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4.6 out of 5 stars
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on 31 July 2012
Having read this book, the title "Savage continent" begins to sound like an under statement. I thought I knew how WWII and the terror/horror/loss of life was mind blowing, but was unaware of the sheer scale of what was euphemistically referred to by the Allies as "displaced persons" in all its various guises including ethnic cleansing, particularly in the aftermath of WWII with the inevitable scramble for territory. Documenting atrocity after atrocity I almost became desensitized to what I was reading - the total collapse and ensuing chaos of Europe. Out of such very, very recent total destruction, whereby murder on a grand scale literally became the "norm", it is a miracle how the EEC/EU with all its good intentions/foibles, was ever conceived and maintained.
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on 16 December 2016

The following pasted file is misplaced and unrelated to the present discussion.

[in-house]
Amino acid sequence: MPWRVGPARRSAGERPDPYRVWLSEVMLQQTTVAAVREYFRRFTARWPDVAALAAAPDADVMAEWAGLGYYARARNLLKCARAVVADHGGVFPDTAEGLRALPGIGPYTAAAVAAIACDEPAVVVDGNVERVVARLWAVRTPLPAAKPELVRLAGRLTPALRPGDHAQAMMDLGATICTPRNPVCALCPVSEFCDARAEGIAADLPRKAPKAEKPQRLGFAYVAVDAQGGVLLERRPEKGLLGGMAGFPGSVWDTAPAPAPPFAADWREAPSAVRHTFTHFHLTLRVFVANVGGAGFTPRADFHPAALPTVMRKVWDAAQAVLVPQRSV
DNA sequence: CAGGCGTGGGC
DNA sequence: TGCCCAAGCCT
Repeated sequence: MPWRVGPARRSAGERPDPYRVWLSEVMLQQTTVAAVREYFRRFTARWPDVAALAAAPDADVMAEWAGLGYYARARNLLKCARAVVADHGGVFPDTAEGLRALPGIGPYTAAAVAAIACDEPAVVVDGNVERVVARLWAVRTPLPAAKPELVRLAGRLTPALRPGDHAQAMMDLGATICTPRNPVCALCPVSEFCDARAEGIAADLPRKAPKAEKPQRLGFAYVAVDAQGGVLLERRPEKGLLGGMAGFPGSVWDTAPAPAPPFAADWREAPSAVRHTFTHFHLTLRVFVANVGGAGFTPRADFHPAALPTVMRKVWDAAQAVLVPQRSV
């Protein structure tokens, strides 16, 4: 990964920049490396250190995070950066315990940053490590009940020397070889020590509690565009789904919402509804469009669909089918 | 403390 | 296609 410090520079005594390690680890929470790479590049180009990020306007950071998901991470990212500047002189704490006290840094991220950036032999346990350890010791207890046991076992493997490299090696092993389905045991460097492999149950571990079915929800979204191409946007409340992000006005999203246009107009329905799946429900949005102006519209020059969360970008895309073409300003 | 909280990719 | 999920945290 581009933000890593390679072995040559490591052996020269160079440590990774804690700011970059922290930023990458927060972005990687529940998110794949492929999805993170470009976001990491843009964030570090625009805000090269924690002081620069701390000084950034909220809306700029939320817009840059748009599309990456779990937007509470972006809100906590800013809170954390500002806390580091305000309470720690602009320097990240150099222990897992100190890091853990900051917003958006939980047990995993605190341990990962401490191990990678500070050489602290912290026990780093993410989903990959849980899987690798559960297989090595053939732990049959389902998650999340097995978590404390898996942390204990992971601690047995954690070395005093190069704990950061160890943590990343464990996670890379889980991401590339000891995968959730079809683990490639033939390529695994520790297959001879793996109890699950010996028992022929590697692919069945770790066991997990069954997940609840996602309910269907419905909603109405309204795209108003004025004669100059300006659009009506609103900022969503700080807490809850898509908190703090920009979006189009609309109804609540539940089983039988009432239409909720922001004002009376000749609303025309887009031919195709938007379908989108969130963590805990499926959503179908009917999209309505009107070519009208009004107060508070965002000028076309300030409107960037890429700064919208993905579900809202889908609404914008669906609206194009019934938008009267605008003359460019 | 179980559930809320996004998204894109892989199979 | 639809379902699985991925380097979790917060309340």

What happened in many European countries after the "finish" of the Second World War was horrendous. Keith Lowe writes about the events with extensive documentation - and commendable objectivity. There was ethnic cleansing on the grand scale which finished the policies which the Nazis began: there was savage internecine conflict; there was the imposition of communism on millions; and there was a culture of revenge. These factors still have contemporary relevance.
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on 4 December 2014
Why was i so smug when i looked at todays warring beligerents in iraq, syria, palestine, afghanistan etc? Look at us europeans! We fought the greatest war in history and have lived with peace for 70 years!

I'm so wrong. The more i read this book, the more i wondered how the hell peace had been possible in western europe for 70 years. And then, i wondered, when did the war actually end, especially for those in the east?

A brutal book. There are no national heroes and both victors and vanquished have a stupendous quantity of blood on their hands. Stories elegantly told. The author has an agenda but he reveals his arguments gently and with grace.

If you think you know WWII because you know the back story to Saving Private Ryan and you watch Downfall, then this is for you. Challenge your assumptions, and enter a world where the fight against the Nazis was actually only the catalyst and the backdrop to a colossal bloodletting fueled by Europe wide hatreds of race, religion, class and ethnicity.
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on 1 May 2017